FIG. 6 is a block diagram of an Operating System, together with Printed Wiring Boards and shared line connections for the printing system shown in FIG. 1;
FIG. 7 is a view depicting an exemplary job programming ticket and job scorecard displayed on the User Interface (UI) touchscreen of the printing system shown in FIG. 1;
FIG. 8A and 8B are illustrations of exemplary sensor and switch locations in the finisher of the FIG. 1 system;
FIG. 9 is an illustration of exemplary sensor locations at which failure to complete printing of jobs is detected; and
FIG. 10 is a flowchart depicting the printer job recovery operation of the FIG. 1 system according to the present invention.
Referring now to the drawings, and particularly to FIGS. 1 and 2 thereof, there is shown an exemplary laser based printing system 2 for processing print jobs in accordance with the teachings of the present invention. Printing system 2, for purposes of explanation, is divided into a scanner section 6, controller section 7, and printer section 8. While a specific printing system is shown and described, the present invention may be used with other types of printing systems such as ink jet, ionographic, etc.
Referring particularly to FIGS. 2-4, scanner section 6 incorporates a transparent platen 20 on which the document 22 to be scanned is located. One or more linear arrays 24 are supported for reciprocating scanning movement below platen 20. Lens 26 and mirrors 28, 29, 30 cooperate to focus array 24 on a line-like segment of platen 20 and the document being scanned thereon. Array 24 provides image signals or pixels representative of the image scanned which, after suitable processing by processor 25, are output to controller section 7.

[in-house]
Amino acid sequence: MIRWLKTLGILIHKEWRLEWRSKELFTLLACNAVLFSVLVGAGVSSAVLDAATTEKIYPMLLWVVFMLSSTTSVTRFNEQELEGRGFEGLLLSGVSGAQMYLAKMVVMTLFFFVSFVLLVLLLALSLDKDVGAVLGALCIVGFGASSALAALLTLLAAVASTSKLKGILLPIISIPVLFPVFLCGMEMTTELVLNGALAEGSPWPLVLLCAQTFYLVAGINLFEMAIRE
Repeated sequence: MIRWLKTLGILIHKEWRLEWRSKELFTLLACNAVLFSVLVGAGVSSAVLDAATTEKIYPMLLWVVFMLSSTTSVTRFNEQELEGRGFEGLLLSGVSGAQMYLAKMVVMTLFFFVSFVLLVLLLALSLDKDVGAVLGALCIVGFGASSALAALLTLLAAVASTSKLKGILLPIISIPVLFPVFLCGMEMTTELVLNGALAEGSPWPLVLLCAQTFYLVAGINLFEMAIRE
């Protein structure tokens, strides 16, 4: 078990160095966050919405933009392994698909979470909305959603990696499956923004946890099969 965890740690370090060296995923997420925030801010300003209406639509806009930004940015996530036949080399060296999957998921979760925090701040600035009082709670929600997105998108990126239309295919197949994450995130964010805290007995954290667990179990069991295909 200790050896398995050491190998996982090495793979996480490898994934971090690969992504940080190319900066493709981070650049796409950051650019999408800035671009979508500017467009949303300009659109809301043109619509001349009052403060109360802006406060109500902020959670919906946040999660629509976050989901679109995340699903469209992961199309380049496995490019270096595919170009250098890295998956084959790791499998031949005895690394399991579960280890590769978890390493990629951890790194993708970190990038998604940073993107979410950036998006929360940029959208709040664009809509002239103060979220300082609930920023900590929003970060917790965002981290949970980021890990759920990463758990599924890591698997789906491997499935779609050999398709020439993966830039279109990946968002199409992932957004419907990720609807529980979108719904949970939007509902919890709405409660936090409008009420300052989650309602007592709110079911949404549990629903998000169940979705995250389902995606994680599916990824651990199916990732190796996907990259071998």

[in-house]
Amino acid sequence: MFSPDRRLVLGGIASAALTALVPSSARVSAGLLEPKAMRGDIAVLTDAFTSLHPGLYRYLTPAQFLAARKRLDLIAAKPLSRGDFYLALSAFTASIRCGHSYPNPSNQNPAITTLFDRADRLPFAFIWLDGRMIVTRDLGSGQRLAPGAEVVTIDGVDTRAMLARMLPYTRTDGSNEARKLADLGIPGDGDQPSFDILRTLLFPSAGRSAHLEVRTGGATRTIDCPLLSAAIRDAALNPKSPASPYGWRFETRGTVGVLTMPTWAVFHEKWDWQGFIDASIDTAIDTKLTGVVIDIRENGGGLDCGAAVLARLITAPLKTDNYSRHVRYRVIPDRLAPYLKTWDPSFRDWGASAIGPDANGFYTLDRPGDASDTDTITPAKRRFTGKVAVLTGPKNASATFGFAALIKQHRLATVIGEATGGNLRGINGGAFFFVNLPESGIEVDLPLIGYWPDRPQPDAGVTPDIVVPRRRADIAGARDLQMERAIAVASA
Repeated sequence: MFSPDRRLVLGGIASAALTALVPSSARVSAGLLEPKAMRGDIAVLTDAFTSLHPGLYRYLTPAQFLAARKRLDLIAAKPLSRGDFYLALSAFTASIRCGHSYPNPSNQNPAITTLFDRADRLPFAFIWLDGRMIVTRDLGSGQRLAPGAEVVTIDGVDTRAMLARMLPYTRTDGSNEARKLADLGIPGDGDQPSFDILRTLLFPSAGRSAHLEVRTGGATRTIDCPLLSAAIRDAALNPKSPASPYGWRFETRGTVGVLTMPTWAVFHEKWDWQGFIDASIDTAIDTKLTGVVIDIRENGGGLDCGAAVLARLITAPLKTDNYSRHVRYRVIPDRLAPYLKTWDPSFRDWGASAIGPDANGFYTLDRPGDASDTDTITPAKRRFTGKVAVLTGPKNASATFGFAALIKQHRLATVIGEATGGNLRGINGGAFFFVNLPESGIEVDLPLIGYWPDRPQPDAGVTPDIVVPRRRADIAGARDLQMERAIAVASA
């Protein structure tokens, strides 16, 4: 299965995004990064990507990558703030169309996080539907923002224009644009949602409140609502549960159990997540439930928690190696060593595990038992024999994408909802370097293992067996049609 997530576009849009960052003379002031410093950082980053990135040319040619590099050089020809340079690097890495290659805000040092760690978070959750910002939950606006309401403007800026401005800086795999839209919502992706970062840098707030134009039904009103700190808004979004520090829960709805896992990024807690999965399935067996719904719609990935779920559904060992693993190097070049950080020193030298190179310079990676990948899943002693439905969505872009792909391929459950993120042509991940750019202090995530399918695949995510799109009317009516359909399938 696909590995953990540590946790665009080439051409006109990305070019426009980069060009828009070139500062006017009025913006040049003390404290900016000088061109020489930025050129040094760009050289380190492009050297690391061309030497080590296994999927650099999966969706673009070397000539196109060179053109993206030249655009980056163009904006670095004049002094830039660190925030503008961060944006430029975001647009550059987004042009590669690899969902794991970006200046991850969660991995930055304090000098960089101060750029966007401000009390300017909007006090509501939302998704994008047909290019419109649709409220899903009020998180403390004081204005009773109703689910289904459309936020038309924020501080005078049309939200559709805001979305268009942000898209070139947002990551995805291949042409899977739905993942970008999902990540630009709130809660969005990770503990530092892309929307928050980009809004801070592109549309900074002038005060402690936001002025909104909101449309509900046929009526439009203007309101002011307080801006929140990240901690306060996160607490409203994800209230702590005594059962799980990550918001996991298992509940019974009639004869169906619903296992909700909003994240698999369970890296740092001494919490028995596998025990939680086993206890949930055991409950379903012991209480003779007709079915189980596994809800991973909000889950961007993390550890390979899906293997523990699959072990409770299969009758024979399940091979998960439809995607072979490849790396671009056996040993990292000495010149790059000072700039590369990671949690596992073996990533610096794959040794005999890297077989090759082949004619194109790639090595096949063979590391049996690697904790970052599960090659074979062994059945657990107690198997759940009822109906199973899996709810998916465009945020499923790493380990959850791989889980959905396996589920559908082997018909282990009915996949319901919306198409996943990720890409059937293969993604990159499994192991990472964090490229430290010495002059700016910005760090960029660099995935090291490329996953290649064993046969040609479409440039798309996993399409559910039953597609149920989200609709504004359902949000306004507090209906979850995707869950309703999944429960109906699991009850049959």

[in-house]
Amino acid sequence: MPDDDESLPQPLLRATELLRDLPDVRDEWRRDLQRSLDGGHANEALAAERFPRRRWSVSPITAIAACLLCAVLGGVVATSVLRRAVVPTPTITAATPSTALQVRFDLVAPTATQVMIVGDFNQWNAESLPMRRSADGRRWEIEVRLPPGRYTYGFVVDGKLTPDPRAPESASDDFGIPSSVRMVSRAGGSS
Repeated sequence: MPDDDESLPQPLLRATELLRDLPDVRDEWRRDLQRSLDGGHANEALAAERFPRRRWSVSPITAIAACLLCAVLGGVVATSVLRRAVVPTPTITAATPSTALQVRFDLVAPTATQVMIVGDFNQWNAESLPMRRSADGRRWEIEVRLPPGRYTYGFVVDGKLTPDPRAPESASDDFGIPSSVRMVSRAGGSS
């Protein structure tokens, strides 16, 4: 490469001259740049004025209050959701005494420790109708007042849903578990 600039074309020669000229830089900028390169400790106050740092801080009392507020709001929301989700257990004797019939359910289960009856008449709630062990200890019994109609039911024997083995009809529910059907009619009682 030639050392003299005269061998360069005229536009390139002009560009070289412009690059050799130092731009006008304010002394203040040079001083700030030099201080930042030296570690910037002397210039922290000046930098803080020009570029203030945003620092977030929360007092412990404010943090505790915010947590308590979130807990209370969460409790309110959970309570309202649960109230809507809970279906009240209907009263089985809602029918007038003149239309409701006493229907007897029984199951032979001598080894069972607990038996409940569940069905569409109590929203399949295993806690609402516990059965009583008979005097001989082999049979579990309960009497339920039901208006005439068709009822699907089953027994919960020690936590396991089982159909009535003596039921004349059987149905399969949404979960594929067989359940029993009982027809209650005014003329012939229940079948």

Processor 25 converts the analog image signals output by array 24 to digital and processes the image signals as required to enable system 2 to store and handle the image data in the form required to carry out the job programmed. Processor 25 also provides enhancements and changes to the image signals such as filtering, thresholding, screening, cropping, reduction/enlarging, etc. Following any changes and adjustments in the job program, the document must be rescanned.
Documents 22 to be scanned may be located on platen 20 for scanning by automatic document handler (ADF) 35 operable in either a Recirculating Document Handling (RDH) mode or a Semi-Automatic Document Handling (SADH) mode. A manual mode including a Book mode and a Computer Forms Feeder (CFF) mode are also provided, the latter to accommodate documents in the form of computer fanfold. For RDH mode operation, document handler 35 has a document tray 37 in which documents 22 are arranged in stacks or batches. The documents 22 in tray 37 are advanced by vacuum feed belt 40, document feed rolls 41 and document feed belt 42 onto platen 20 where the document is scanned by array 24. Following scanning, the document is removed from platen 20 by belt 42 and returned to tray 37 by document feed rolls 44.
For operation in the SADH mode, a document entry slot 46 provides access to the document feed belt 42 between tray 37 and platen 20 through which individual documents may be inserted manually for transport to platen 20. Feed rolls 49 behind slot 46 form a nip for engaging and feeding the document to feed belt 42 and onto platen 20. Following scanning, the document is removed from platen 20 and discharged into catch tray 48.
For operation in the CFF mode, computer forms material is fed through slot 46 and advanced by feed rolls 49 to document feed belt 42 which in turn advances a page of the fanfold material into position on platen 20.